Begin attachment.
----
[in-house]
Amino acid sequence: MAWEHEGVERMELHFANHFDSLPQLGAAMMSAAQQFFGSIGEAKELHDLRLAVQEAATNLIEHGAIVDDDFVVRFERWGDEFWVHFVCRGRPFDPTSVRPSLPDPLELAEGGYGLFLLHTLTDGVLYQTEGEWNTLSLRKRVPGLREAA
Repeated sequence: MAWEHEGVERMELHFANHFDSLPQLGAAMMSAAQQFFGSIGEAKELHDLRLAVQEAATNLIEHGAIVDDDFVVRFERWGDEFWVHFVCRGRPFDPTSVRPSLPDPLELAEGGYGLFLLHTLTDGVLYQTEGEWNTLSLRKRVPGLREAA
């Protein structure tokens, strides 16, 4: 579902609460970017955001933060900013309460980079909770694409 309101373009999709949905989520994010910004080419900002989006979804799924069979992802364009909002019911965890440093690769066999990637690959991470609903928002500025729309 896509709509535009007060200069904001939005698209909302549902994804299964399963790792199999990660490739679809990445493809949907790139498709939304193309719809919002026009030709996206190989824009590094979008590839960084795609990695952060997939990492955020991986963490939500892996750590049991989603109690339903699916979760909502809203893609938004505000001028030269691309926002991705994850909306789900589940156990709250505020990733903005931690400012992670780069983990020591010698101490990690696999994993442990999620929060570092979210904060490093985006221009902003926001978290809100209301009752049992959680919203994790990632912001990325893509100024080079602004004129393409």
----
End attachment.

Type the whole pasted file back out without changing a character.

[in-house]
Amino acid sequence: MAWEHEGVERMELHFANHFDSLPQLGAAMMSAAQQFFGSIGEAKELHDLRLAVQEAATNLIEHGAIVDDDFVVRFERWGDEFWVHFVCRGRPFDPTSVRPSLPDPLELAEGGYGLFLLHTLTDGVLYQTEGEWNTLSLRKRVPGLREAA
Repeated sequence: MAWEHEGVERMELHFANHFDSLPQLGAAMMSAAQQFFGSIGEAKELHDLRLAVQEAATNLIEHGAIVDDDFVVRFERWGDEFWVHFVCRGRPFDPTSVRPSLPDPLELAEGGYGLFLLHTLTDGVLYQTEGEWNTLSLRKRVPGLREAA
């Protein structure tokens, strides 16, 4: 579902609460970017955001933060900013309460980079909770694409 309101373009999709949905989520994010910004080419900002989006979804799924069979992802364009909002019911965890440093690769066999990637690959991470609903928002500025729309 896509709509535009007060200069904001939005698209909302549902994804299964399963790792199999990660490739679809990445493809949907790139498709939304193309719809919002026009030709996206190989824009590094979008590839960084795609990695952060997939990492955020991986963490939500892996750590049991989603109690339903699916979760909502809203893609938004505000001028030269691309926002991705994850909306789900589940156990709250505020990733903005931690400012992670780069983990020591010698101490990690696999994993442990999620929060570092979210904060490093985006221009902003926001978290809100209301009752049992959680919203994790990632912001990325893509100024080079602004004129393409």